11/30/07 4:45 PM
8th Circuit: Denial of Deferred Compensation Payments Upheld
By Douglas H. Duerr
Five former executives were properly denied deferred compensation payments because they were covered only by a plan that required payments from their former, bankrupt employer rather than by a separate plan maintained by the acquiring company, according to the
8th U.S. Circuit Court of Appeals
Prior to June 2000, NRG was the wholly owned subsidiary of NSP, which operated power plants and marketed and sold energy. Four of the five executives who sought deferred compensation benefits had worked for a while with NSP before going to work for NRG. (The other executive had gone to work directly for NRG.)
In June 2000, NRG was spun off in an initial public offering. A month later, NSP merged with another company to form Xcel. Xcel ended up owning approximately 74 percent of NRG.
After some initial success, NRG experienced serious financial difficulties. Thus, in 2002, Xcel purchased NRG’s publicly traded stock and merged NRG with a wholly owned subsidiary. The five executives were terminated in June 2002 following the merger and sought benefits under a severance plan. They forced NRG into involuntary bankruptcy and obtained a settlement that resulted in cash payments totaling $10 million. The settlement agreement specifically excluded any deferred compensation plans maintained by NSP or Xcel.
In 1980, NSP had established a “top hat plan,” which provided deferred compensation to a select group of highly compensated employees without their being subject to the Internal Revenue Code’s maximum annual benefit and compensation requirements. The top hat plan was restated in 1992 and again in 2002. Xcel also became the sponsor upon the 2000 merger with NSP. Confusingly, in 2000, Xcel issued a “2000 statement” regarding a top hat plan, and Xcel and the former executives disputed whether the 2000 statement was a stand-alone plan or simply another restatement of the old NSP top hat plan.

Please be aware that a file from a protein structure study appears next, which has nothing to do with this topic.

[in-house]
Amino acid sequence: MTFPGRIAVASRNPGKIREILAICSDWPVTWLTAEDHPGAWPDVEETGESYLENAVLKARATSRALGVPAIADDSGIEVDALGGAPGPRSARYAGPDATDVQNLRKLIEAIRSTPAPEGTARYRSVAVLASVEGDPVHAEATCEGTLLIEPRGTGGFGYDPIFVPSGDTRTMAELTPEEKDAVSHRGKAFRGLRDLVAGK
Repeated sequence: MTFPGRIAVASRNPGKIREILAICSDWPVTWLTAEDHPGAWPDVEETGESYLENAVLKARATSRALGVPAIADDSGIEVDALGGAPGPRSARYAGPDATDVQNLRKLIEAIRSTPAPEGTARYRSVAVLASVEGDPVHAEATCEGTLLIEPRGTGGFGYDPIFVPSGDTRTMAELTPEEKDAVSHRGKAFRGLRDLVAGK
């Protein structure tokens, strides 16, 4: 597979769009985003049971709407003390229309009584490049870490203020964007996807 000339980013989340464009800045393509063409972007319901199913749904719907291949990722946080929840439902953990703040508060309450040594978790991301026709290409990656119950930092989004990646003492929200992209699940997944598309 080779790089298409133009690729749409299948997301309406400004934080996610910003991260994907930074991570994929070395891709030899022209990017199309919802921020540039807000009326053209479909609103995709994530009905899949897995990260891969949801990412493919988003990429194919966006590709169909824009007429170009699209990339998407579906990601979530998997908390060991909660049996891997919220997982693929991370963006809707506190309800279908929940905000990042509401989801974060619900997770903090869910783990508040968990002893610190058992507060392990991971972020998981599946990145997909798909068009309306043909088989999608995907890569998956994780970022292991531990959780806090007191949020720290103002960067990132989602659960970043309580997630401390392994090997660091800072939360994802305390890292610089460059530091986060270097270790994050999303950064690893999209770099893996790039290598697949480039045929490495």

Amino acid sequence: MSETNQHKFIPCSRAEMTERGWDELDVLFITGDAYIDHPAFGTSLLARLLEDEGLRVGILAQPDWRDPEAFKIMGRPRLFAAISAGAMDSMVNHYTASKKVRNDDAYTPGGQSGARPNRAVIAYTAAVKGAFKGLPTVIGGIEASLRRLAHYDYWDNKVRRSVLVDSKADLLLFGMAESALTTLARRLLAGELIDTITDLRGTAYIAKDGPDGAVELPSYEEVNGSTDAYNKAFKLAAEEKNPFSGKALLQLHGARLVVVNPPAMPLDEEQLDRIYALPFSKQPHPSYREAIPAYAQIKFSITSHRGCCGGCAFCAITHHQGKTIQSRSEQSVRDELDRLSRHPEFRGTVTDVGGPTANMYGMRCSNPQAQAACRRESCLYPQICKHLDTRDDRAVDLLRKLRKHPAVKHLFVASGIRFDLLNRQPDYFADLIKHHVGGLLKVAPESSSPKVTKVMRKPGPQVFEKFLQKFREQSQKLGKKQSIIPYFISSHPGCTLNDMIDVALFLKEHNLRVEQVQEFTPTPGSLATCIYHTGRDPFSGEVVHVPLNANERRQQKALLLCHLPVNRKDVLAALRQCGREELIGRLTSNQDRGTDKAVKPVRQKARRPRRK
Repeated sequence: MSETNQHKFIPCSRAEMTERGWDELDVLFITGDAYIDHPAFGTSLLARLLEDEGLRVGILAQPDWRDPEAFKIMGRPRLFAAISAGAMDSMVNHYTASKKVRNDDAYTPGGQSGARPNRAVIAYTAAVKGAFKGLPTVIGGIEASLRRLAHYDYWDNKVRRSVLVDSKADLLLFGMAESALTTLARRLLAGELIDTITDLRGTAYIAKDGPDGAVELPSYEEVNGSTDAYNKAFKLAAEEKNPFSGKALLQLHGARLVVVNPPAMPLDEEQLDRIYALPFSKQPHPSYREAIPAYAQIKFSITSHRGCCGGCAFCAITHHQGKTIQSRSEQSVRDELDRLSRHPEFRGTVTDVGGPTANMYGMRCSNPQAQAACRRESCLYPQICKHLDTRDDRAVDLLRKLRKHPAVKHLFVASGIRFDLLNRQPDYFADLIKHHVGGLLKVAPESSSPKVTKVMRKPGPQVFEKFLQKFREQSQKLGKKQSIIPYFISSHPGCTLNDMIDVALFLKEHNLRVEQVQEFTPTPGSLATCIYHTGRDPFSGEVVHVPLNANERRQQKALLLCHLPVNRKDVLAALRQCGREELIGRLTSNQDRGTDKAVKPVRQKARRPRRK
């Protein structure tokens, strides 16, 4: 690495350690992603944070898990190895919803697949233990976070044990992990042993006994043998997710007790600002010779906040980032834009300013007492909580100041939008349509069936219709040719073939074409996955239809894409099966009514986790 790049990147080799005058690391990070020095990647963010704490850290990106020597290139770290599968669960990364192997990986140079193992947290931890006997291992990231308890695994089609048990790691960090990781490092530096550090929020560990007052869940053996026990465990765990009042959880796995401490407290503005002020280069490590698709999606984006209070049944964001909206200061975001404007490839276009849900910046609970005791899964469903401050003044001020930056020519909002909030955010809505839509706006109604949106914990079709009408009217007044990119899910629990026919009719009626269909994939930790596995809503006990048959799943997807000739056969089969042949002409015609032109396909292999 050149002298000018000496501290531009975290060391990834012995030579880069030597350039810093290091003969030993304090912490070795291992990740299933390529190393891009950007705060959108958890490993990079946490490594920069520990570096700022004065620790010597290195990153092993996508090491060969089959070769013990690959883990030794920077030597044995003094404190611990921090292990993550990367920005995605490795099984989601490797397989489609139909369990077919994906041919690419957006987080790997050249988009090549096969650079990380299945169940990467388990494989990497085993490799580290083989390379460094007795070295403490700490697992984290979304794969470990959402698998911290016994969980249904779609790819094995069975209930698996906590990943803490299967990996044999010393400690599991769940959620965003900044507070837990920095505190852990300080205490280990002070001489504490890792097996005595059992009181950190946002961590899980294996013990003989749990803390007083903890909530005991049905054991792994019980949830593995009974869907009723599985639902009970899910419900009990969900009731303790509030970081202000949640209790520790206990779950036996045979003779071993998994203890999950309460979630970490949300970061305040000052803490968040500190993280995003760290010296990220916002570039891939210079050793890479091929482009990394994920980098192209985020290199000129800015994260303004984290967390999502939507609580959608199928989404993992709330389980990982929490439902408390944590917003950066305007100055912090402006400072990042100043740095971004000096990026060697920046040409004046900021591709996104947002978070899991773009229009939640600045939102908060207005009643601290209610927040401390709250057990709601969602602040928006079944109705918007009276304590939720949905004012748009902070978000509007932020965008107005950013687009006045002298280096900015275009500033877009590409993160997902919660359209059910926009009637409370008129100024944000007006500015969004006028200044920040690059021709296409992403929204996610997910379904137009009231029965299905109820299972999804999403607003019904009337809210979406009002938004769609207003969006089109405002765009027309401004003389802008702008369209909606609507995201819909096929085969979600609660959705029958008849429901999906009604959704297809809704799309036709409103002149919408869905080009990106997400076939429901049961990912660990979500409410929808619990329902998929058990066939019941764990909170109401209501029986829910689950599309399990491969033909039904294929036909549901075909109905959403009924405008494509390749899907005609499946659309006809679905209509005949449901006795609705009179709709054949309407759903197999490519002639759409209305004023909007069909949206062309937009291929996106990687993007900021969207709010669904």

Whether the 2000 statement was a stand-alone plan or restatement of the old plan was crucial to the executives’ claims. If they were covered by the original top hat plan, the 1992 and 2002 restatements provided that responsibility for the deferred compensation fell to their former, bankrupt employer, NRG.
If the 2000 statement was a restatement of the old plan, the executives were entitled to deferred compensation benefits. If the 2000 statement was a separate document, none of them would be entitled to benefits, as they were not employed during the relevant time.
The district court concluded that the five executives were not covered by the 2000 statement, which was a separate plan, and the 8th Circuit agreed. The appellate court closely examined the language of the 2000 statement, which not only stated that it “hereby creates” a deferred compensation plan, but also had a different plan name than the original top hat plan.
Furthermore, the 2002 restatement had language explaining the history of the deferred compensation plan, separately referencing the 2000 statement and the 1992 restatement, before merging them into a single plan. Consequently, the executives were not entitled to any deferred compensation benefits from Xcel.
Bender v. Xcel Energy Inc
., 8th Cir., No. 06-2634 (Oct. 29, 2007).
Professional Pointer: This case presents a good example of what can happen when, during the course of mergers and spinoffs, with the attendant creation, merger or termination of plans, both employers and employees can get confused as to what plan is (or what plans are) actually in effect. In this case, Xcel hurt its case by originally taking the position that the 2000 statement was not a separate plan. When dealing with benefits questions, the first place to look is the plan documents, which will have most, if not all, of the answers.
Douglas H. Duerr is an attorney in the firm of
firm in Atlanta.
Editor’s Note: This article should not be construed as legal advice.